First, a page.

Photography by Martin Garfinkel

The Circus and the Church on the Hill

In Abandoned by Roadside Gallery0 Comments

The story of the abandoned Church on the Hill.

In a time before there was any thought of mass media entertainment, all any family had been just the radio. Usually, on Saturday night, every one grabbed a chair and sat around every size and shape radio to listen to the mysteries unfolds, or the comedy shows give their best comedians air time.  Or to appreciate the Big Band sound in their living room. Some families had room enough to dance so, they ‘cut a rug’ right there, in their own living room.

But the real excitement happened when the Ringling Brothers and Barnum and Bailey Circus came to a city or town close enough to travel to. Here was a time to remember. One saved up for several years for the opportunity to attend a nightly performance under the Big Top. The standard for the large circuses was three giant Rings laid out for various acts. In one, there might be a horse dancing, in the other a clown skit and in the other a dog act. Of course, there were the main events that had you clinging on to your seat, tight rope walkers that walked in the air above the audience, swinging trapeze duos exchanging position in midair. The No Net acts were charged with tension and wonder. But following next had everyone wide eyed, the lions and tigers with their deep growls paraded before the gazing crowds to work their magic. Whips flew, as the trainer commanded these wild majestic animals to jump for one object to the other.

For the circus performers, a season was long and tiresome work. It definitely, had its financial rewards, if you were a Main Bill Name on the Circus Boards. But, for most of the men and women, the work was grueling. The circus might only be in town for three days and then everything must be packed up and loaded onto trains; tents, bleachers, platforms, performing equipment, large cages for the animals, costumes and entire kitchens and mess halls tents all loaded by every available hand.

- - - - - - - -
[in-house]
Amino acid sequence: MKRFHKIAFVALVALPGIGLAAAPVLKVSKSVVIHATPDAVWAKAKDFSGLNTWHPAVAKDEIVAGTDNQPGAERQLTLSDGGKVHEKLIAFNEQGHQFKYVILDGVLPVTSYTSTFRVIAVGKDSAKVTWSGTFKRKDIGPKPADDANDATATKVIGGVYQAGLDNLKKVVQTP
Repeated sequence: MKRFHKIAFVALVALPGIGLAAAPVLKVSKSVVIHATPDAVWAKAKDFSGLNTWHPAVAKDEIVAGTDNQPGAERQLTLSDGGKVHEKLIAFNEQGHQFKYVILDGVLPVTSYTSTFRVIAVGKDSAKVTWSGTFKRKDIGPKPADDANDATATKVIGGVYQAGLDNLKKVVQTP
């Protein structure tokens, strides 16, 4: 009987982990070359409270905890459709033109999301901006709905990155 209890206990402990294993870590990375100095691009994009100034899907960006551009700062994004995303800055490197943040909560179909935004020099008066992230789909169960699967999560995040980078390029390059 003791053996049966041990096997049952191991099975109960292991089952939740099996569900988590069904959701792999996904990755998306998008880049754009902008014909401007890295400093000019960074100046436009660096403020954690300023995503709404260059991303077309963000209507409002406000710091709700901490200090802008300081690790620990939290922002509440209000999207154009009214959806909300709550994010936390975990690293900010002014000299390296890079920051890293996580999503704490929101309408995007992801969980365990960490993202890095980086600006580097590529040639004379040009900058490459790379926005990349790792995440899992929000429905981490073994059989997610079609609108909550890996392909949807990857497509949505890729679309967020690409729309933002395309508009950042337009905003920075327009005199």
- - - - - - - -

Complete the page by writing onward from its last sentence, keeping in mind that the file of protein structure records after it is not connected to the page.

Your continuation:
The circus season began in the spring and carried through some of the summer, to resume in the fall. During the hottest months, the circus went to Ringling Montana, to weather through the hottest summer months. This big time circus was able to purchase land and build a town large enough to accommodate all of their circus performers and work hands. Rest was essential for everyone. Too many mistakes and, even deaths, occurred when people were too tired. The Ringling Brothers could not afford such publicity, so treating everyone, who worked for them, with concern and respect made for happy and content workers.

When Ringling was laid out everyone was taken into consideration. There were special restaurants built to cater to certain taste. Many of the workers were Italian, so there were two wonderful Italian places. Many of the other workers were of Polish and German descent, so there was a great beer hall and a cafe, which had the best baked breads and desserts in town. There was a bowling alley and theater, plus various recreational parks. For those who went to church, there were a total five different churches built. Only one still remains standing today. No one is sure of its denomination, but it is referred to as the Church on the Hill.